Repairing Cracked and Crumbling Gypcrete Floors

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You should leave concrete floors to the experts.
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Gypcrete, the common spelling for a trademarked brand of gypsum concrete by Maxxon, is correctly known by its industry designation — Gyp-Crete®. But because it was the first trademarked gypsum underlayment flooring product to hit the market in 1972, it has a longstanding history of simply being called Gypcrete. Repairing cracking and crumbling Gypcrete floors typically is a job best left to the experts, but you may be able to do it yourself if you have only a small section of flooring to fix.

Gypcrete Composition and Applications

As its name hints, Gypcrete is a concrete aggregate that's made of gypsum, sand and Portland cement, according to Protective Services. This mixture, when mixed with water, yields a concrete product that is more lightweight than other types of concrete. Gypcrete weighs approximately 13 pounds for a square-foot slab that's 1.5 inches thick, compared to other types of concrete that weigh approximately 18 pounds for the same slab dimensions.

Gypcrete is the underlayment of choice for many contractors who build apartments, condominiums, townhomes and hotels, not only for its lightweight quality but also for its fire resistance, sound mitigation and radiant heat conductivity. You'll likely not have Gypcrete as a floor underlayment in your single-family residence, but you may have it if you live in a multifamily dwelling.

Disadvantages of Gypcrete

Even though it has many advantages, Gypcrete also has some notable disadvantages. Because it is lightweight, it's also prone to cracking as an underlayment to installed floorings above it. Its surface area is soft and chalky, which makes it susceptible to crumbling and becoming detached from the subfloor beneath it. As with other types of flooring, subflooring and underlays, improper installation of Gypcrete exacerbates its susceptibility to damage; for example, it must be properly sealed to mitigate cracking and crumbling.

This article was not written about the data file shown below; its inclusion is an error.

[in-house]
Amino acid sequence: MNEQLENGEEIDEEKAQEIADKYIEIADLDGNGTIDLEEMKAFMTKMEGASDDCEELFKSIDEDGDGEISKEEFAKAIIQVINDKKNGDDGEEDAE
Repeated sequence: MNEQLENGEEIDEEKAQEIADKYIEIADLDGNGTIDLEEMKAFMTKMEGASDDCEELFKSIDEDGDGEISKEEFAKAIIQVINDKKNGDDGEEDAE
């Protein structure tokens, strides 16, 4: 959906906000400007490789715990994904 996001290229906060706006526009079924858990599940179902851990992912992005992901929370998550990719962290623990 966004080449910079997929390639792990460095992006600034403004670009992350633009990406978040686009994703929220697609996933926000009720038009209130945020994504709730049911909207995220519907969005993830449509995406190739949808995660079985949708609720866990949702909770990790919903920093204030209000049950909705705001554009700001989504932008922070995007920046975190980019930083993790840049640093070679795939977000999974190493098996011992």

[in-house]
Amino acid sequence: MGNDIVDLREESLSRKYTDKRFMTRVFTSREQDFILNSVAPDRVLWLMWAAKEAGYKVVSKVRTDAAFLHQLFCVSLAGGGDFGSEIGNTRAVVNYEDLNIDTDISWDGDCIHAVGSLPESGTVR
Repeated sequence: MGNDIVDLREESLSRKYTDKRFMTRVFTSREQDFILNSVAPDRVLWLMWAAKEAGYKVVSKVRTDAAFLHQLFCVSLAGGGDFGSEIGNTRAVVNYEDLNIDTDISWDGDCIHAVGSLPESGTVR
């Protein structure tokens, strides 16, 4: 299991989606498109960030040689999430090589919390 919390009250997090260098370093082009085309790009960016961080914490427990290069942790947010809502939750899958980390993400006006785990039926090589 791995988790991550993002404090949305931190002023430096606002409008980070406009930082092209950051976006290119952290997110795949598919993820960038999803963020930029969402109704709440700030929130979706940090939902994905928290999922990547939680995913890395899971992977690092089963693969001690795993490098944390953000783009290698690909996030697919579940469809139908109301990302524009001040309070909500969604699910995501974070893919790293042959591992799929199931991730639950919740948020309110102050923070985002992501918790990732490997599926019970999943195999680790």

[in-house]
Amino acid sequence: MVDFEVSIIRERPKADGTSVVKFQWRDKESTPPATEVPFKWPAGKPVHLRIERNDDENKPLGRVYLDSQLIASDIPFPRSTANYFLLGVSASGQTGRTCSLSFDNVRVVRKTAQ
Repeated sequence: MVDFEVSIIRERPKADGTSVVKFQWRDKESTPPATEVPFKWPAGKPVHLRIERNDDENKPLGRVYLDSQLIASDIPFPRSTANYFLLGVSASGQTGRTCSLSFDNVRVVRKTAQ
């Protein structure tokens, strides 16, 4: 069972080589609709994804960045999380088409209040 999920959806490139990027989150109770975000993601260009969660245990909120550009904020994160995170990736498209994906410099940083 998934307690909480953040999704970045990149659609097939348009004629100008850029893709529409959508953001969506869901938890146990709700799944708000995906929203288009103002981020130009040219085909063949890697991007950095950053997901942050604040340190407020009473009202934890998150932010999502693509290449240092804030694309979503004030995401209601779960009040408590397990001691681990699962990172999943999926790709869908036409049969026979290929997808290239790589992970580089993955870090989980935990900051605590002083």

Gypcrete Repair for Minor Damage

To assess the extent of the damage to a Gypcrete underlayment, you'll first have to remove the existing floor covering. Next, you'll need to remove all the loose Gypcrete. This may kick up a lot of dust, which you'll need to sweep away using a broom with stiff bristles, so you may want to wear a respirator mask. Use a high-efficiency particulate air vacuum to remove as much dust as possible.

Apply a primer or primer-sealer combination product, such as USG Durock Fusion Primer, according to label directions. When the primer has cured and the subfloor surface is sealed, apply a floor patch product using a trowel, following the label directions. The newly applied patch will take from three to five days to dry completely. You can speed this process by placing a box fan near the patched area.

Gypcrete Repair for Extensive Damage

When the damage to a Gypcrete underlayment is extensive, it may be time to call a flooring professional to do the job. Simply using a trowel to apply a floor patch product won't work in this scenario, and a pourable product is needed to repair widespread damage. After removing all the cracked and crumbled pieces of Gypcrete and vacuuming all the dust, the entire surface of the subfloor must be primed and sealed before covering it with a self-leveling gypsum capping product.

After repairing a Gypcrete underlayment, whether the damage is minor or extensive, you'll have to apply a floor-covering adhesive and install new flooring on top of the Gypcrete.

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Victoria Lee Blackstone is a horticulturist and a professional writer who has authored research-based scientific/technical papers, horticultural articles, and magazine and newspaper columns. Her writing expertise covers diverse industries, including horticulture, home maintenance and DIY projects, banking, finance, law and tax. Blackstone has written more than 2,000 published works for newspapers, magazines, online publications and individual clients.

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